Posted on March 8, 2011 at 8:35 am

Mark Shenton’s blog for posted here.

I’ve got a singular impression things are moving too fast…
By Mark Shenton on March 8, 2011 5:59 AM

Is there a more in-the-moment, zeitgeist-y composer on the Broadway block than Jason Robert Brown? Catching up with him live in concert last night in Sydney, where he is appearing as part of a national tour that is visiting all the major Australian cities this week and into next, I realised that he has provided a touchstone for the last two decades of new musical writing; not because he has had a single stand-out hit, but more particularly because he hasn’t.

Here’s the finest musical dramatist of his generation who is able to write songs that are entire musicals in themselves in the depth of storytelling that they embrace, but he’s not been able to buck the system that Broadway now typically operates under: a disconcerting mix of the over-familiar and under-nourished, where spectacle has usurped content (Spider-man is guilty as charged on all three counts).

Occasionally, a show like Next to Normal (not written by him) slips under that radar, but Jason Robert Brown, for all the ambitious nature of his own writing that has seen him write Broadway musicals about a Jewish man being framed for murder and a precocious teenager being plunged into an unfamiliar new world in Parade and 13 respectively, is yet to have a serious commercial hit, even if the former won him a Tony Award for his score.

In fact, in the scheme of things, he has a relatively limited repertoire of produced shows at all; apart from those, there are the off-Broadway shows Songs for a New World and The Last 5 Years, as well as contributions to Urban Cowboy, and – inevitably – a whole raft of works-in-development, including currently musical versions of Honeymoon in Vegas and The Bridges of Madison County. (A song he performed last night from Honeymoon in Vegas has the irresistible line, “Only suckers go to Foxwood’s”, which of course refers to the casino chain but is also now the name of a Broadway theatre, currently housing Spider-man, the loser of a musical which is even now looking at replacing its director Julie Taymor, according to a report in today’s New York Times).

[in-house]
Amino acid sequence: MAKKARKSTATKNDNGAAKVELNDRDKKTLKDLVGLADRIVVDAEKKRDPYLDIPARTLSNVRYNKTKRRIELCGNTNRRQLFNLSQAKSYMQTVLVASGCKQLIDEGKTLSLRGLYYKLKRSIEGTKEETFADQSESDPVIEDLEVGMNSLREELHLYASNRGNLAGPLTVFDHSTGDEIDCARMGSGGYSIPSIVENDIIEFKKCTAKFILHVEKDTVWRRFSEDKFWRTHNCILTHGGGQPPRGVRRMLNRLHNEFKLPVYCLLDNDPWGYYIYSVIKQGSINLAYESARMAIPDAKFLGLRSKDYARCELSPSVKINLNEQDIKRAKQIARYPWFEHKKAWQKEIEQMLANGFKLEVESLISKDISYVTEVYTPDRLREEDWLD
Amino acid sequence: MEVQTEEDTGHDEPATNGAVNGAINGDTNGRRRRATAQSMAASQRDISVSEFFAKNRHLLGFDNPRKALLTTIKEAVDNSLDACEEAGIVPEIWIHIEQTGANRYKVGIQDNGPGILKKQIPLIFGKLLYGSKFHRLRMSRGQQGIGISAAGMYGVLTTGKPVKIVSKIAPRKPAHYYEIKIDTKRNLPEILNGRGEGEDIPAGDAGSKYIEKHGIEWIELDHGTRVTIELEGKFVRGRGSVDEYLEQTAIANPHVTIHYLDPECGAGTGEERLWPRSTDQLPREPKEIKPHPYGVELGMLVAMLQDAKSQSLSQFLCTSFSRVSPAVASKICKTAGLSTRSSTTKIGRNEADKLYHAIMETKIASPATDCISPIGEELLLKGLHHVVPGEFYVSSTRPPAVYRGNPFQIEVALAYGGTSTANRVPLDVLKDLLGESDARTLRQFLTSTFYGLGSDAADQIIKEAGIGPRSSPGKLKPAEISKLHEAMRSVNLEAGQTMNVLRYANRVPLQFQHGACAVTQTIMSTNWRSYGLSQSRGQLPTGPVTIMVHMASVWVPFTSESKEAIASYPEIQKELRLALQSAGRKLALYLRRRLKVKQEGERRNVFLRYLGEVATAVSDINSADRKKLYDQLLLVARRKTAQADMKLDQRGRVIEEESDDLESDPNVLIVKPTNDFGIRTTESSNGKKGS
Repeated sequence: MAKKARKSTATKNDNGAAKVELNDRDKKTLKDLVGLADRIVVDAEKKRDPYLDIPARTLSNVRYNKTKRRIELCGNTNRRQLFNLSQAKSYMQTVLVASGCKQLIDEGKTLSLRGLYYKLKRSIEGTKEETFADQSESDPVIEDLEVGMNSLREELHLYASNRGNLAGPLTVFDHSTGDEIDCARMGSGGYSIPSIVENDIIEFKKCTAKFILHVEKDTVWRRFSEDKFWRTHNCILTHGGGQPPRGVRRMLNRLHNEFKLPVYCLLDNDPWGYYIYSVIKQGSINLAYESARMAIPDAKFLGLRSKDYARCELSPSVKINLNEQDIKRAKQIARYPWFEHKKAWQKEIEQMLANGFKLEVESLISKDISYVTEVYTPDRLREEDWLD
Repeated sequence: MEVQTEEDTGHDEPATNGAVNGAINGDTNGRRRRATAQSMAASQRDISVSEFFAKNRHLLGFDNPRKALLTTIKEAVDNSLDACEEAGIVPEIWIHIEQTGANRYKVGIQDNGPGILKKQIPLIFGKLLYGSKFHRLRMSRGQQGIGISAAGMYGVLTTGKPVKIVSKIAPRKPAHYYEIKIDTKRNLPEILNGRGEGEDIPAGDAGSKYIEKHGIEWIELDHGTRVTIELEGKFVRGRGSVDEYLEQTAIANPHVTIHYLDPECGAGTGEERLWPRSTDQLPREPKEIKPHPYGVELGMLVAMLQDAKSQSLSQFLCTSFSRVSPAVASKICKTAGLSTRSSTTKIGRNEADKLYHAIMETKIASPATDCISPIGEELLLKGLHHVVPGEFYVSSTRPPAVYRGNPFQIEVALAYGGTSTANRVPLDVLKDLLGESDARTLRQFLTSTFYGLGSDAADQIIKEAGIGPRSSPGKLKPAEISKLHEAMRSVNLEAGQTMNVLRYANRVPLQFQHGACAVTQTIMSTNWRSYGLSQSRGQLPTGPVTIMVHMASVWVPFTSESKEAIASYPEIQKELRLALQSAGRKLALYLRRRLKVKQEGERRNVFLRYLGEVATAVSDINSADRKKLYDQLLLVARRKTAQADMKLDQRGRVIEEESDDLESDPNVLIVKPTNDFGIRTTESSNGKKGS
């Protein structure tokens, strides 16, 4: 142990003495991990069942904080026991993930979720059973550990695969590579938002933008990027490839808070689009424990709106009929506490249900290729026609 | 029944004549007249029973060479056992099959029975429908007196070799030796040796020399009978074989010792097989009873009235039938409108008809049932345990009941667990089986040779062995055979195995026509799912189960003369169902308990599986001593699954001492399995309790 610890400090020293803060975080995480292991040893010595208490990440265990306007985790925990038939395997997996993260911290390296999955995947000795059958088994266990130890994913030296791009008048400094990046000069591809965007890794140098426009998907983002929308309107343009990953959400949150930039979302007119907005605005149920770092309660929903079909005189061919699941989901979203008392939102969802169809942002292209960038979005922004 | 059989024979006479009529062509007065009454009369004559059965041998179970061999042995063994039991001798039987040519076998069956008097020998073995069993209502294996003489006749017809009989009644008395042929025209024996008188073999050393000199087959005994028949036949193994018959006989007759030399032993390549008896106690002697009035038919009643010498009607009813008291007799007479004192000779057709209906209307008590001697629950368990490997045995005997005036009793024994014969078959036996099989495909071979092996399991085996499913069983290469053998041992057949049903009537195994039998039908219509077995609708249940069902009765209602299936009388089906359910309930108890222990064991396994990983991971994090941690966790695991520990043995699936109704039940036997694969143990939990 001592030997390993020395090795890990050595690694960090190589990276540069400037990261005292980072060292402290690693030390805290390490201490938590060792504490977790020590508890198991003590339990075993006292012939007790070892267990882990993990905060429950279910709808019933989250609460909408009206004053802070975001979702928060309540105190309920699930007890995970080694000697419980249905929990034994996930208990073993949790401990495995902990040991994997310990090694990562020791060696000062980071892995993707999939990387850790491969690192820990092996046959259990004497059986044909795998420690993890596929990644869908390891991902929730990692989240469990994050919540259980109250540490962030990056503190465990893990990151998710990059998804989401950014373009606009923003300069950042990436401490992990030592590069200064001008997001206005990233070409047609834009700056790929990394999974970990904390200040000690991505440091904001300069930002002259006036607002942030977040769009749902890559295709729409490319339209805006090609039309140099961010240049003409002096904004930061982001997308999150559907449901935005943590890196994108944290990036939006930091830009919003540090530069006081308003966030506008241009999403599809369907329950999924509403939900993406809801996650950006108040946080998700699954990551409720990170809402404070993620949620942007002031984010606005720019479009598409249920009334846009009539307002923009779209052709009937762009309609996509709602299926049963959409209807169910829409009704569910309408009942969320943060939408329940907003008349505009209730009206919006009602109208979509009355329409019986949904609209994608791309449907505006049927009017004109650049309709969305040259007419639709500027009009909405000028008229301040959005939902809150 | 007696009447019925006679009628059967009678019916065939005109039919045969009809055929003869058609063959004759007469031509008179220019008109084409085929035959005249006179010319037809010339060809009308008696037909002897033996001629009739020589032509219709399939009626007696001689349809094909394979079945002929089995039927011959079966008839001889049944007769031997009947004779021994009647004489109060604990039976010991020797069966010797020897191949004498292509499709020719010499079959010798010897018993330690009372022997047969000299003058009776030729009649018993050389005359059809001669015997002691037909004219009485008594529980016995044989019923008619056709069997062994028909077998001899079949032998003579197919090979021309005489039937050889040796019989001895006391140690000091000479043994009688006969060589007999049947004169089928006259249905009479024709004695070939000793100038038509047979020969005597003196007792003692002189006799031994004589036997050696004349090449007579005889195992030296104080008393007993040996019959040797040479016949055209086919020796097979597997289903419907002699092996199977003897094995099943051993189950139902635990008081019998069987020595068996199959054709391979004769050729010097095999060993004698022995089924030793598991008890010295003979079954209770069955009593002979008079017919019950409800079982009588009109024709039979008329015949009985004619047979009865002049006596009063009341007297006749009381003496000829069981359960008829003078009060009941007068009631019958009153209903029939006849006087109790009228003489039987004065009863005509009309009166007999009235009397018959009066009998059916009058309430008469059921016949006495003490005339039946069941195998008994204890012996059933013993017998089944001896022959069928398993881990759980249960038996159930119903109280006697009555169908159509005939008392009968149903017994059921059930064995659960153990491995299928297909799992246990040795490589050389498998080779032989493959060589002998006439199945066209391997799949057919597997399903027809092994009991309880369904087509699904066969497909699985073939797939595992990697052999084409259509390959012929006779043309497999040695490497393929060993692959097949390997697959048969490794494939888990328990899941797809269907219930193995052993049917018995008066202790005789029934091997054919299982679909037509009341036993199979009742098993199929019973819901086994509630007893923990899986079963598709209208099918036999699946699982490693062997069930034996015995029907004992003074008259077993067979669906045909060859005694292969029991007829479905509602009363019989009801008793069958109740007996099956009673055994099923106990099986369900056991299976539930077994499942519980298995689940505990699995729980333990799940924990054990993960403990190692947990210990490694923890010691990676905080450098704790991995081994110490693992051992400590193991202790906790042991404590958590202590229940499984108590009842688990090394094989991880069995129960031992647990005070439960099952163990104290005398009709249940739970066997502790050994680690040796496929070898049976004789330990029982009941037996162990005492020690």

And yet he has too acquired a following that may not have been possible in the pre-internet era: whenever I’ve seen him, from London (where he has variously done concert shows at the New Players and Garrick Theatres) and New York (at the jazz club Birdland) to Sydney, there’s a huge coterie of devotees who greet each song with whoops and cheers like a long-lost friend.

Of course, his online following may have translated into followers, but not necessarily people who pay to appreciate his work (except in live concert arenas like last night); referring to his brilliant solo CD “Wearing Someone Else’s Clothes”, he acerbically added, “which you’ve probably downloaded for free from the internet.”

This has been one of his particular bugbears, of course – last year he waged a public campaign against those downloading free sheet music, which I reported on here at the time, but may be a losing battle. But without royalties coming in from the shows themselves (though I’m sure amateur and stock rights for Songs for a New World, for instance, will count for something), Brown has to obviously put himself on the road; and it is lucky that is such a supremely gifted interpreter of his own work. He may come across as a slightly nerdier version of Billy Joel, but he brings considerably more passion to it.

Life is full of coincidences, and the overlapping worlds I’m living in is neatly encapsulated by the fact that last night I saw Brown and today I have travelled to Melbourne to spend time with Philip Quast, who is appearing here in Mary Poppins at the moment. For Quast’s 2002 season as the first of the male Divas at the Donmar, his musical director was none other than Jason Robert Brown! And yesterday, too, I got a message from Jeremy Sams that he was Australia-bound this coming weekend, asking if I’d still be around when he gets here – and Jeremy, of course, directed the Broadway production of Brown’s 13 that I first saw in its out-of-town try-out at Goodspeed Opera House in Connecticut.

Perhaps all of us simply move in too rarefied a world, though I like to think that there’s something all three of them have in common, and that’s a fierce, independent talent that has drawn them to each other – and me to them.

And another pair of coincidences: Brown was appearing at NIDA’s Parade Theatre. NIDA (the National Institute of Dramatic Art) is the foremost drama school in Australia – the one that Philip Quast attended (as a contemporary of Mel Gibson and Judy Davis); and of course there simply couldn’t be a more appropriate address for Brown to appear at than one called the Parade, given that it is also the name of his most celebrated show.